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Only 36 Countries Have Not Criminalised Marital Rape, India Is One of Them

The legal legitimacy of marital rape in Indian law has been maintained under the idea of sacredness and sacrosanctity of marriage. ANUSHA AGRAWAL examines the legal framework that can help us move towards recognising marital rape as a crime.


The past few years have witnessed the growth of Indian judicial decisions towards a more liberal and open mindset of a changing society. Such decisions show how the country is moving away from the shackles of a medieval India to a society where everyone’s rights are protected.

Yet, the constitutionality of the marital rape exception in the Indian Penal Code is a substantial question that is yet to be answered.

Sexual violence is all pervasive and manifests itself in a number of forms, which exist in all institutions of life including the most basic unit of human society, the family.

Rape is a violation of the autonomy of a private person outraged by all means. Section 375, of the Indian Penal Code, defines rape as “non-consensual sexual intercourse with a woman”. The exception to the said section exempts the husband of penal consequences if sexual intercourse takes place between a wife and her husband, given that his wife is above the age of 15 years.

Although many countries have already criminalised marital rape; India is one of 36 such countries where it is not yet penalised.

In a landmark judgment, R v. R, in the United Kingdom, a husband defended the ‘conviction for attempted rape’ on the ground that marriage gave irrevocable consent. His contention was refuted and the court convicted him as the exception to marital rape is a ‘legal fiction under the common law’. The court stated that for a person to be penalised for rape the relationship between parties is immaterial.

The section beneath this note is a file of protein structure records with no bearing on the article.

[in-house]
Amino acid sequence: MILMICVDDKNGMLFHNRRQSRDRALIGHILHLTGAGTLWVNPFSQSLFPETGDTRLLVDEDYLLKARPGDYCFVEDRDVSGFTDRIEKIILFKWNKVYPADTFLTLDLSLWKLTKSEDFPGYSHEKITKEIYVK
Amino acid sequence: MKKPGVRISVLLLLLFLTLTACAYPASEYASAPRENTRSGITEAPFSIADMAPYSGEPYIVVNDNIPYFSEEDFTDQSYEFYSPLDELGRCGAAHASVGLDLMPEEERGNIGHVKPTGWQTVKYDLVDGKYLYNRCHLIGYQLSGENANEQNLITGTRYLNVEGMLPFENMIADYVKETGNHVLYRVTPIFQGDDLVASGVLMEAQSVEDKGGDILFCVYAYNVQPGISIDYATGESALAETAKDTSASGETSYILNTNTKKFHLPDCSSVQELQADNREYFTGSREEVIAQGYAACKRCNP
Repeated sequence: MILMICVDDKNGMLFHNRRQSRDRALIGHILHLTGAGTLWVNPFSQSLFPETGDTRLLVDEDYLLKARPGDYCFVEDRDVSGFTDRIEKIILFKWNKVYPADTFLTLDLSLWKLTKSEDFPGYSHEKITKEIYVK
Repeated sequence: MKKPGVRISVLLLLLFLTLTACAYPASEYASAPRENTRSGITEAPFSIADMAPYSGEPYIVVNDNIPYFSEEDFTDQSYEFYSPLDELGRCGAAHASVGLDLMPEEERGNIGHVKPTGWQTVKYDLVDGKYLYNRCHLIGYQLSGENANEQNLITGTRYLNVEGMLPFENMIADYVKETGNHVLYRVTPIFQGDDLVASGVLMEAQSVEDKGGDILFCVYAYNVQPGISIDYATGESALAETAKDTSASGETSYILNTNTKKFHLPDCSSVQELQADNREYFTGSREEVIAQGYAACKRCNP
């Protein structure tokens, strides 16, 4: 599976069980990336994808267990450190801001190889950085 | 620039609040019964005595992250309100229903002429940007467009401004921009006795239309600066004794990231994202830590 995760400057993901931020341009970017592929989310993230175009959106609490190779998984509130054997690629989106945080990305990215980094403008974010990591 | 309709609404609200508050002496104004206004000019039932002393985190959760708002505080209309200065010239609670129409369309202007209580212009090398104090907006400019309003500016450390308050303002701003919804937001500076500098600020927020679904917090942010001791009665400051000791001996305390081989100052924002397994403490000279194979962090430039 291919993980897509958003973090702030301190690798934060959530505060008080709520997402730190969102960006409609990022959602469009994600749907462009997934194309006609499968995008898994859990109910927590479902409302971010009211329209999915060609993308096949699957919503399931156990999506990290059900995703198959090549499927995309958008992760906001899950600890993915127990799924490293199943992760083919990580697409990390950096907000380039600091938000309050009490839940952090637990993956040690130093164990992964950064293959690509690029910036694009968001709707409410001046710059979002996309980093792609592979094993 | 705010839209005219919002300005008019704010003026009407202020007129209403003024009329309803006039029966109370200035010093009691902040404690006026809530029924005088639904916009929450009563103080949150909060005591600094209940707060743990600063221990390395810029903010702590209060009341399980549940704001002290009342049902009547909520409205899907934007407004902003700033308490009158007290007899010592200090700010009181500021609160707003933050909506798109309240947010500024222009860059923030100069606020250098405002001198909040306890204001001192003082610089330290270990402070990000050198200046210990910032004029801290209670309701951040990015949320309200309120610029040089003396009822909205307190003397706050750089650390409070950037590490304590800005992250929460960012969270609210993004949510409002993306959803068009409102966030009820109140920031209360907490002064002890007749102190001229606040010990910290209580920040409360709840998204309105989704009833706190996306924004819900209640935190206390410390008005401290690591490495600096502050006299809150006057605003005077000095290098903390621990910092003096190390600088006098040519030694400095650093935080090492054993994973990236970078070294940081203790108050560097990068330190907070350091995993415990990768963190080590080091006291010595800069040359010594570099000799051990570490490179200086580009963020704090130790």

Appeals to Criminalise Marital Rape in India

There have been many petitions before the courts in India, to declare marital rape as a criminal offence.

Unfortunately, they have all been silenced.

In 2015, a petition filed by a woman in the apex court was dismissed on the ground that law shan’t change for one woman. The apex court had observed in Arnesh Kumar v. State of Bihar that criminalising marital rape will be the collapse of the social and family systems amidst the already existing biased laws.

The duty of safeguarding women rights is not confined to the judiciary; it must be imbibed in the collective conscience of the nation.

The Indian government believes that criminalising marital rape can de-stabilise the institution of marriage. This contention is often posed against the reasoning that Section 498A has witnessed instances of misuse.

The Verma Committee Report had made recommendations to remove the exception of marital rape under the act. The report affirmed that marriage is not an irrevocable consent to sexual intercourse. Thus, in order for an accused to be charged for the act, the relationship between him and the victim should be immaterial.

The UN Committee on Elimination of Discrimination Against Women also recommended that the Indian government should criminalise marital rapes.